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Bicycling: The Sport to Watch Out For


In the past several years, a lot of attention has been given to the traumatic brain injuries or TBIs resulting from football and soccer. Although these sports do lead to a lot of head injuries, the reality is that more TBIs are treated in U.S. Emergency Departments from bicycling than any other sport. According to the Centers for Disease Control, head injuries account for: 62% of all bicycle-related deaths; 33% of all bicycle-related Emergency Department visits; and 67% of all bicycle-related hospital admissions.

With statistics like the above, wearing a helmet while bicycling would seem to be a no-brainer, pardon the pun. Yet according to a recent study by the Insurance Institute for Highway Safety, 60% of people who died in bike accidents in 2014 were not wearing a helmet. The Bicycle Helmet Safety Institute has estimated that wearing a helmet reduces the risk of head injury by 85%. This figure is disputed by some--most notably bicycle groups who oppose any movement toward mandatory helmet use--but even if helmets reduce the risk of head injury by 65% rather than 85%, wearing a helmet is still better and more protective than not wearing one.

The question, then, is why more cyclists are not wearing helmets. Some experts theorize that the huge benefits of helmet use are simply not known to enough bicycle riders. Accordingly, they recommend community outreach and educational programs to increase the number of cyclists who wear helmets. Other experts see the issue as one of accessibility and availability of helmets, particularly with respect to the average commuter and bike share programs.


The bulky, geeky-looking bike helmets of old have been replaced by the sleek, professional and almost futuristic-looking helmets of today. And as with so much of sports gear, they are almost fashionable. But more importantly, today's helmets have new technology that makes them more effective. Multi-directional Impact Protection System, or MIPS, is a thin, low-friction liner inside the helmet that allows the outer shell to slide a few millimeters across the skull on impact, reducing rotational force and the amount of energy transferred to the head. Although the Consumer Product Safety Commission has not definitively stated an impact threshold that triggers a concussion, it has acknowledged that rotational force is a prime factor in concussions. Consumer Reports August 2016 edition reports testing numerous helmets with MIPS and without it, and their conclusion: even if the benefit of MIPS in bicycle helmets is not definitively quantified, it is worth the extra cost.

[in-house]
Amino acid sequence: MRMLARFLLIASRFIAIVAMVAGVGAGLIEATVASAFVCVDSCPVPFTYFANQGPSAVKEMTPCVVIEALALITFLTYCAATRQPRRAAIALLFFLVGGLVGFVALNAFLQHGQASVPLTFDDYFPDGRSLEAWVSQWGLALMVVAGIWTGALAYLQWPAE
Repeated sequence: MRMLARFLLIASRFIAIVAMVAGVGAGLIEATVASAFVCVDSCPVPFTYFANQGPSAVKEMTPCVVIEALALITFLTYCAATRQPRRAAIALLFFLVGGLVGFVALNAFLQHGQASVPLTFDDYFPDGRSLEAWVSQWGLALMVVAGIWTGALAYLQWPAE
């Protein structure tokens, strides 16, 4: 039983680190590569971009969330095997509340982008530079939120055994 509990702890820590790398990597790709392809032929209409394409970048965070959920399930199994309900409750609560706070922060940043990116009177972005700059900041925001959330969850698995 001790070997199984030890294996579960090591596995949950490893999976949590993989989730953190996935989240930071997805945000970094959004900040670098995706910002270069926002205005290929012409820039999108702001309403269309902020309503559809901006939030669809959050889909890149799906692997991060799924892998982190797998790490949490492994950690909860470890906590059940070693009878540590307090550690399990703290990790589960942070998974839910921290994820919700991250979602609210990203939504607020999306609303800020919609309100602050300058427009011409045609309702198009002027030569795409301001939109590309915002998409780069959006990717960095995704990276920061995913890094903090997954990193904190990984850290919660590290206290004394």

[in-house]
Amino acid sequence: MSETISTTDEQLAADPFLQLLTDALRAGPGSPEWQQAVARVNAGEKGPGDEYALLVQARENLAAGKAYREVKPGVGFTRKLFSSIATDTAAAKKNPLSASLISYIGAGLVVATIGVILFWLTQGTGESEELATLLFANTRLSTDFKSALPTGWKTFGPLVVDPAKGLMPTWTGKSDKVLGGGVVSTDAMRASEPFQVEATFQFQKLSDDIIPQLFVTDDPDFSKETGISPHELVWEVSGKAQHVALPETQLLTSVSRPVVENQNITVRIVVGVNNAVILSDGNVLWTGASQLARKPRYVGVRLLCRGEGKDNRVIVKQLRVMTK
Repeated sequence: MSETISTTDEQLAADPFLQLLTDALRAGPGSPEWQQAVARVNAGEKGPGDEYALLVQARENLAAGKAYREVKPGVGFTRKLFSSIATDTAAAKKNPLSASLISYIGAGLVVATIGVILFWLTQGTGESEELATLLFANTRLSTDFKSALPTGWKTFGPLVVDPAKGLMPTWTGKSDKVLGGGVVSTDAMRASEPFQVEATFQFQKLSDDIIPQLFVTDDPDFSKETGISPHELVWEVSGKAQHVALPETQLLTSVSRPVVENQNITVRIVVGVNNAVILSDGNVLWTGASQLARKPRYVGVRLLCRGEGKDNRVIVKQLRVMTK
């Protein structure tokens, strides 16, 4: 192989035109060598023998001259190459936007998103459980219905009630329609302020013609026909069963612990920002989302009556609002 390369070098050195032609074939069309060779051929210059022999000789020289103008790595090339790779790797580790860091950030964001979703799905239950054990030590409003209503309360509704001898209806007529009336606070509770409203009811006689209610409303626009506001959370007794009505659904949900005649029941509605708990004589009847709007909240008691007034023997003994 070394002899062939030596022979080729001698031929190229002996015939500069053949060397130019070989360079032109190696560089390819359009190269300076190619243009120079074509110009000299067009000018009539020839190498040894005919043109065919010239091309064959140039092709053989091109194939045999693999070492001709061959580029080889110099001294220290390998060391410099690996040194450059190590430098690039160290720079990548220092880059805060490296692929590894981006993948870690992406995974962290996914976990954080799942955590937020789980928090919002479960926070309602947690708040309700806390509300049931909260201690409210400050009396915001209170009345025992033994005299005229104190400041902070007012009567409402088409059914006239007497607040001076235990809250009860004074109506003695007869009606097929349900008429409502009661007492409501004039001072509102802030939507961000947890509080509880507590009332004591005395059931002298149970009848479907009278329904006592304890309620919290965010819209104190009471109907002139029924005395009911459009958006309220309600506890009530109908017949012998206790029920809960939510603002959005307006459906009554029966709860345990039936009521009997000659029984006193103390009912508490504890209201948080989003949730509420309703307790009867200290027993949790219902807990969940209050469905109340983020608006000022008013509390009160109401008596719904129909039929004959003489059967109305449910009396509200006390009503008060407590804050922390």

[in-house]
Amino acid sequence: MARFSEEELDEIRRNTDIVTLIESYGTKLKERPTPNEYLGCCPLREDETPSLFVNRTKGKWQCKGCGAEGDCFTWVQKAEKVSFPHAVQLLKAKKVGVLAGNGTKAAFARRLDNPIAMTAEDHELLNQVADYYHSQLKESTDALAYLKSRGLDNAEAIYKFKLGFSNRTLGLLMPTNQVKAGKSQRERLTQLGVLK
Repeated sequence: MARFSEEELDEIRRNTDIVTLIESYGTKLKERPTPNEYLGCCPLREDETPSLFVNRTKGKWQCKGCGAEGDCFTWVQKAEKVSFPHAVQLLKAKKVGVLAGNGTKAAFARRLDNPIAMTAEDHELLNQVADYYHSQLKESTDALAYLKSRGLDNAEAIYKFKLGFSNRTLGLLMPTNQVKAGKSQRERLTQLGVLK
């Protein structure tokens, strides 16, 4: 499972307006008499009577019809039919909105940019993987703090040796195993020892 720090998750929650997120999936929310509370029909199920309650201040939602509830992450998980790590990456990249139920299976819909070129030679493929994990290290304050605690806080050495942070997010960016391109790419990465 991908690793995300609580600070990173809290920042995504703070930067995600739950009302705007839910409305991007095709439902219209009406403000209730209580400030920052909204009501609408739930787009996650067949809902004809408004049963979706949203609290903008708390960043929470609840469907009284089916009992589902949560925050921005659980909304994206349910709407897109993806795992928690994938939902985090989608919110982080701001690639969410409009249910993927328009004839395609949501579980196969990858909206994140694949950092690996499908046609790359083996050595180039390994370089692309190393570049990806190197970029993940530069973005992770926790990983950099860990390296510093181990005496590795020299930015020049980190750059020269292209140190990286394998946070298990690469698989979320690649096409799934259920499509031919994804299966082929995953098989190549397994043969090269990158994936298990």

Bike share programs have become increasingly popular in cities throughout the U.S. For the most part, the programs boast great safety records. However, the issue of affordable and accessible helmets for these programs has never been resolved. For those who plan ahead to use the bike share programs, bringing a helmet would be included in the planning; e.g. for a commute to a job or a day on a bike trail, a helmet is carried along. But tourists who spontaneously decide to take advantage of a bike share program would not have a helmet with them. Similarly, some commuters may find it difficult to handle bulky sporting equipment in addition to other work materials on a bike.

There are several ways of addressing this conundrum. One is the development of folding helmets. There are two currently on the market. Fitting a helmet into a shoulder bag or backpack would increase the likelihood that people who decide to cycle would have and wear a helmet. Another avenue is to offer helmets at the site of the bike rentals. An MIT startup called HelmetHub, launched in the fall of 2013, introduced helmets for rent and sale at kiosks at Hubway stations in Boston. When a cyclist is finished with a Hubway bike, they can place the rental helmet in the kiosk at the station closest to their final destination. Seattle, which has a mandatory helmet law, also offers helmets for rent next to its bicycles. (It also has a locked bin of helmets next to each bike share station that members can access for free by putting in a code).

Mandatory helmet laws may be the next avenue to explore for other participating bike share program cities, or PBSP cities. The debate over whether to require the extra level of protection afforded by helmets is reminiscent of the debate that led up to requiring seat belts to be worn; some argue wearing a helmet is a personal decision while others argue that the severe head injuries and fatalities that are more likely in accidents when one is not worn impact all of society in terms of cost, lost productivity and resources used.


If you or a loved one has been injured in a bicycle accident, contact Dave Thomas at The Thomas Law Firm for a free evaluation of your legal rights.

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Thomas Law Firm
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